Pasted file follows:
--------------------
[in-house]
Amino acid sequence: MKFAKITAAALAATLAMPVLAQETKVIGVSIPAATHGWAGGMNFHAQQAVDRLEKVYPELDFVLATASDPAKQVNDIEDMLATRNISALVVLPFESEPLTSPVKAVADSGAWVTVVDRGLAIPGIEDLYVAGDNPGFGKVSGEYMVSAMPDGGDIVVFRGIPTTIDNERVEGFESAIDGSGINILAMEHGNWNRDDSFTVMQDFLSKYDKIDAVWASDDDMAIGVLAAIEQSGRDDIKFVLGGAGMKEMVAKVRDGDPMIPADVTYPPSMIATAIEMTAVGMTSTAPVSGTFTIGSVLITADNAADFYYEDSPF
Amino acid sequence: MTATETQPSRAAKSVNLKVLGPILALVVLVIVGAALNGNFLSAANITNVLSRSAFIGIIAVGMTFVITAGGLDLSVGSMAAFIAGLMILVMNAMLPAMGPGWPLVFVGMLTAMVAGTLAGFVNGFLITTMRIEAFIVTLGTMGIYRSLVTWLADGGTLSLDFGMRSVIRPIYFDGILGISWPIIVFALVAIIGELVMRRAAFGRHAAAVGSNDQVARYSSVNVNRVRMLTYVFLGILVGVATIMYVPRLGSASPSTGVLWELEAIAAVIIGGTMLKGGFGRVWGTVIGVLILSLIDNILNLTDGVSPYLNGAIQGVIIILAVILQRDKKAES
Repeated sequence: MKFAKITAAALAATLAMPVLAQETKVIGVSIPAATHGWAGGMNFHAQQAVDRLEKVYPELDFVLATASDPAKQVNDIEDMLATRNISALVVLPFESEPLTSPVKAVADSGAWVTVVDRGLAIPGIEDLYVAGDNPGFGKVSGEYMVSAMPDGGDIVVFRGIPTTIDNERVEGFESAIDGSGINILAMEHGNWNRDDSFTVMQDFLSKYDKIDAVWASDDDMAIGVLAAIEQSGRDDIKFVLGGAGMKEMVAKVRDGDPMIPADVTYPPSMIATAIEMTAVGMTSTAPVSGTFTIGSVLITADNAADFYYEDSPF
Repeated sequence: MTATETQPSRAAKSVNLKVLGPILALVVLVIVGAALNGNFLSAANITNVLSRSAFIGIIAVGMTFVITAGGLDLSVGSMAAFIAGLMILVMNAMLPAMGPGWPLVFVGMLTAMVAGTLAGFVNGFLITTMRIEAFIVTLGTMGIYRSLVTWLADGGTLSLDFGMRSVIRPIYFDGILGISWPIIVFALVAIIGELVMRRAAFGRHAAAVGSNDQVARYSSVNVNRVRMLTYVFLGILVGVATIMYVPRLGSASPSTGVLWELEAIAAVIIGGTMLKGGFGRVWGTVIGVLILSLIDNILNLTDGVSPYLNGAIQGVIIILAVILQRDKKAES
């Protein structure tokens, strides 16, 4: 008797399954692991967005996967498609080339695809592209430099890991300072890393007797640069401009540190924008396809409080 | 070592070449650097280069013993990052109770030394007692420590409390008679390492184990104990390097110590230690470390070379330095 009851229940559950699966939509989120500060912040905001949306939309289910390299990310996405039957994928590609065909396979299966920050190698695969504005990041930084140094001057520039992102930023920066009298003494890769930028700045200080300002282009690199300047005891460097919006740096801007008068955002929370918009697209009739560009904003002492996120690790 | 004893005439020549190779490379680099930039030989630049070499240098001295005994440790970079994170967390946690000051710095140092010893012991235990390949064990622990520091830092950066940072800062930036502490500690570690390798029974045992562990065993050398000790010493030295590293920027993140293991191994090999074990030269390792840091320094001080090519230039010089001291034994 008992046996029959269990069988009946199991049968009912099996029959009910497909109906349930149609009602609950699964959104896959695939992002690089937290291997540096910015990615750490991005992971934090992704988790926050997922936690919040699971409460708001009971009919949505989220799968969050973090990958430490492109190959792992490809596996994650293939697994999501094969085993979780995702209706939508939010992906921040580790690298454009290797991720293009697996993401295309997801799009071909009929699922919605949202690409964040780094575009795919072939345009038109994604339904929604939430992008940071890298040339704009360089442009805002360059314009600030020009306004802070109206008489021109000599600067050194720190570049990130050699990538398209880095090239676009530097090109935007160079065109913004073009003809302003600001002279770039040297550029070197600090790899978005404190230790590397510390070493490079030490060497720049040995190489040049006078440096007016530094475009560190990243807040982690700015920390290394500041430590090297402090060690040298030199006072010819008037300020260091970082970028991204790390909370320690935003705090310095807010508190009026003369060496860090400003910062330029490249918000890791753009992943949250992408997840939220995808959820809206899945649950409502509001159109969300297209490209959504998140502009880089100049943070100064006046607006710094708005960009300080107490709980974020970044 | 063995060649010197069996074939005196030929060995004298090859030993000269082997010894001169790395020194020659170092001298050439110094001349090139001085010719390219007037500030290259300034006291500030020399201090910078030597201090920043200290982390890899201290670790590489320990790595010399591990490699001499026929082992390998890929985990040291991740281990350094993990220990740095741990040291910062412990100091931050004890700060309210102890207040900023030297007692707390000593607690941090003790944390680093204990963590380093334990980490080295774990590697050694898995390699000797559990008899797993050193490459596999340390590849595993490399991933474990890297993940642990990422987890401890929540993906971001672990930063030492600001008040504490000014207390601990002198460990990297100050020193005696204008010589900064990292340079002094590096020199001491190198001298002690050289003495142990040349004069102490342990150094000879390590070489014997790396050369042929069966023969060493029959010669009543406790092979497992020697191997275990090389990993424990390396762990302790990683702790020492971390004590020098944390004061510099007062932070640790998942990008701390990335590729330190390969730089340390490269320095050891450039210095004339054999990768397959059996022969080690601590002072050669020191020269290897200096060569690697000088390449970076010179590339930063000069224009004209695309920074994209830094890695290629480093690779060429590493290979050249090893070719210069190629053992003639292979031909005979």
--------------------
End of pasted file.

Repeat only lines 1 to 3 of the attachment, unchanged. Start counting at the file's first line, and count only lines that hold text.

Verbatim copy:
[in-house]
Amino acid sequence: MKFAKITAAALAATLAMPVLAQETKVIGVSIPAATHGWAGGMNFHAQQAVDRLEKVYPELDFVLATASDPAKQVNDIEDMLATRNISALVVLPFESEPLTSPVKAVADSGAWVTVVDRGLAIPGIEDLYVAGDNPGFGKVSGEYMVSAMPDGGDIVVFRGIPTTIDNERVEGFESAIDGSGINILAMEHGNWNRDDSFTVMQDFLSKYDKIDAVWASDDDMAIGVLAAIEQSGRDDIKFVLGGAGMKEMVAKVRDGDPMIPADVTYPPSMIATAIEMTAVGMTSTAPVSGTFTIGSVLITADNAADFYYEDSPF
Amino acid sequence: MTATETQPSRAAKSVNLKVLGPILALVVLVIVGAALNGNFLSAANITNVLSRSAFIGIIAVGMTFVITAGGLDLSVGSMAAFIAGLMILVMNAMLPAMGPGWPLVFVGMLTAMVAGTLAGFVNGFLITTMRIEAFIVTLGTMGIYRSLVTWLADGGTLSLDFGMRSVIRPIYFDGILGISWPIIVFALVAIIGELVMRRAAFGRHAAAVGSNDQVARYSSVNVNRVRMLTYVFLGILVGVATIMYVPRLGSASPSTGVLWELEAIAAVIIGGTMLKGGFGRVWGTVIGVLILSLIDNILNLTDGVSPYLNGAIQGVIIILAVILQRDKKAES